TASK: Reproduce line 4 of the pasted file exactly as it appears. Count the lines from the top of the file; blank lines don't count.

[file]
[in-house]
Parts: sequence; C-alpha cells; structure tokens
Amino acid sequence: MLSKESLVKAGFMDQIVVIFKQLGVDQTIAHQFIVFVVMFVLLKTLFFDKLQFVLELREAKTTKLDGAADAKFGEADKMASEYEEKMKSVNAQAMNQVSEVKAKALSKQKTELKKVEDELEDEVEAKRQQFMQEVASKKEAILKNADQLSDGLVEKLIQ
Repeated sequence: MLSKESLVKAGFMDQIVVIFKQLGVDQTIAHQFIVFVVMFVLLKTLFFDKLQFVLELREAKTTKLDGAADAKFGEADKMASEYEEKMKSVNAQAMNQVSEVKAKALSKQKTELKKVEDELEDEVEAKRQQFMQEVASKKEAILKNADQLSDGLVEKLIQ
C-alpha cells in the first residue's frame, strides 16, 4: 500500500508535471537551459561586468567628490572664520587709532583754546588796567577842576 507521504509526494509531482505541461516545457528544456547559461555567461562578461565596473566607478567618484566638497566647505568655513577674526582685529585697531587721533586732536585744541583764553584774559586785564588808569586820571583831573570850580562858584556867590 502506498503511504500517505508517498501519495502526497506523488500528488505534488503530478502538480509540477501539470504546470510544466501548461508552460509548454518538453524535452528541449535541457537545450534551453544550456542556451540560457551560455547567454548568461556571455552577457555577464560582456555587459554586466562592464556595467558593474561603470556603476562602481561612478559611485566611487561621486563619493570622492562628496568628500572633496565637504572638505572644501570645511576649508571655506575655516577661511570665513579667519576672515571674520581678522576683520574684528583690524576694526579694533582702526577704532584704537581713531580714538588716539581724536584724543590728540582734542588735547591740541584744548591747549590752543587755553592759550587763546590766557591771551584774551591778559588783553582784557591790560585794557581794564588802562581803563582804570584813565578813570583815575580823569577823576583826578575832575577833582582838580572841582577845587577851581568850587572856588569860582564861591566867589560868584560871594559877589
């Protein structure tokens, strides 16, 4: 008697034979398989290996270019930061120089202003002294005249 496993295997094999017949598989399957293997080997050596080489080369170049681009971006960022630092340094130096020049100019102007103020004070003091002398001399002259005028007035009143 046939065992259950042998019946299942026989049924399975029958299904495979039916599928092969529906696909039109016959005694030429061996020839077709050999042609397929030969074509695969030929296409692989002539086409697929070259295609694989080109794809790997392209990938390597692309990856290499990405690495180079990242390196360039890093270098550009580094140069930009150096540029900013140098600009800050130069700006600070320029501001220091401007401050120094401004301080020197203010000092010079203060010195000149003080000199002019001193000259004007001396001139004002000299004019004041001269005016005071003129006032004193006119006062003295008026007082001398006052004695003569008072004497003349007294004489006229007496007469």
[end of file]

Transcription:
Repeated sequence: MLSKESLVKAGFMDQIVVIFKQLGVDQTIAHQFIVFVVMFVLLKTLFFDKLQFVLELREAKTTKLDGAADAKFGEADKMASEYEEKMKSVNAQAMNQVSEVKAKALSKQKTELKKVEDELEDEVEAKRQQFMQEVASKKEAILKNADQLSDGLVEKLIQ